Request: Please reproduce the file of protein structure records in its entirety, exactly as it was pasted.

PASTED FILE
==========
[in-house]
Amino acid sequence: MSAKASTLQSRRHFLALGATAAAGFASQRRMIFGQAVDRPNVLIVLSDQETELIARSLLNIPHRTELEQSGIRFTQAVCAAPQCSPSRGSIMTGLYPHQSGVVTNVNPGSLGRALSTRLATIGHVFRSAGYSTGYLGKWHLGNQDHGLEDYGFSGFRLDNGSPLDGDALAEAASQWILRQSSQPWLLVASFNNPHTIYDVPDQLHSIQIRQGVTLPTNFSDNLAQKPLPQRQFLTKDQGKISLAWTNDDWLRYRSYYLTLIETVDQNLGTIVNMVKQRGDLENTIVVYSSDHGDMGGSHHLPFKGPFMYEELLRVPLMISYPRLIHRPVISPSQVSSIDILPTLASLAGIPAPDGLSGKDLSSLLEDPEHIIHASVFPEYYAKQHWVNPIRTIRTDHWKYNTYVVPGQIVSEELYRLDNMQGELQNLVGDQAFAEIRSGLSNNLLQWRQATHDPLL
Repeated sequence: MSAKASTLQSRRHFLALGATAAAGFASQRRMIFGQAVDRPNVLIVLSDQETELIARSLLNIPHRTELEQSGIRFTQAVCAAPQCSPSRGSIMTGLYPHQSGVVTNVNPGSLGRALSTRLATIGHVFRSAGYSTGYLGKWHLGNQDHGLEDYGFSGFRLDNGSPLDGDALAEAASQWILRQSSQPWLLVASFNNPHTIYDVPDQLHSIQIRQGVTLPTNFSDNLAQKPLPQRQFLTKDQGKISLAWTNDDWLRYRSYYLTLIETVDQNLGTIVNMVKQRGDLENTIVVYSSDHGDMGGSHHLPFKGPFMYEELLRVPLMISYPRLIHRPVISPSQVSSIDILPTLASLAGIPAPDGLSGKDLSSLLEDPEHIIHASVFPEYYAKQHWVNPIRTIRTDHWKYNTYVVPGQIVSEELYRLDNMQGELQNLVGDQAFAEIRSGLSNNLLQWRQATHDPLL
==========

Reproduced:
[in-house]
Amino acid sequence: MSAKASTLQSRRHFLALGATAAAGFASQRRMIFGQAVDRPNVLIVLSDQETELIARSLLNIPHRTELEQSGIRFTQAVCAAPQCSPSRGSIMTGLYPHQSGVVTNVNPGSLGRALSTRLATIGHVFRSAGYSTGYLGKWHLGNQDHGLEDYGFSGFRLDNGSPLDGDALAEAASQWILRQSSQPWLLVASFNNPHTIYDVPDQLHSIQIRQGVTLPTNFSDNLAQKPLPQRQFLTKDQGKISLAWTNDDWLRYRSYYLTLIETVDQNLGTIVNMVKQRGDLENTIVVYSSDHGDMGGSHHLPFKGPFMYEELLRVPLMISYPRLIHRPVISPSQVSSIDILPTLASLAGIPAPDGLSGKDLSSLLEDPEHIIHASVFPEYYAKQHWVNPIRTIRTDHWKYNTYVVPGQIVSEELYRLDNMQGELQNLVGDQAFAEIRSGLSNNLLQWRQATHDPLL
Repeated sequence: MSAKASTLQSRRHFLALGATAAAGFASQRRMIFGQAVDRPNVLIVLSDQETELIARSLLNIPHRTELEQSGIRFTQAVCAAPQCSPSRGSIMTGLYPHQSGVVTNVNPGSLGRALSTRLATIGHVFRSAGYSTGYLGKWHLGNQDHGLEDYGFSGFRLDNGSPLDGDALAEAASQWILRQSSQPWLLVASFNNPHTIYDVPDQLHSIQIRQGVTLPTNFSDNLAQKPLPQRQFLTKDQGKISLAWTNDDWLRYRSYYLTLIETVDQNLGTIVNMVKQRGDLENTIVVYSSDHGDMGGSHHLPFKGPFMYEELLRVPLMISYPRLIHRPVISPSQVSSIDILPTLASLAGIPAPDGLSGKDLSSLLEDPEHIIHASVFPEYYAKQHWVNPIRTIRTDHWKYNTYVVPGQIVSEELYRLDNMQGELQNLVGDQAFAEIRSGLSNNLLQWRQATHDPLL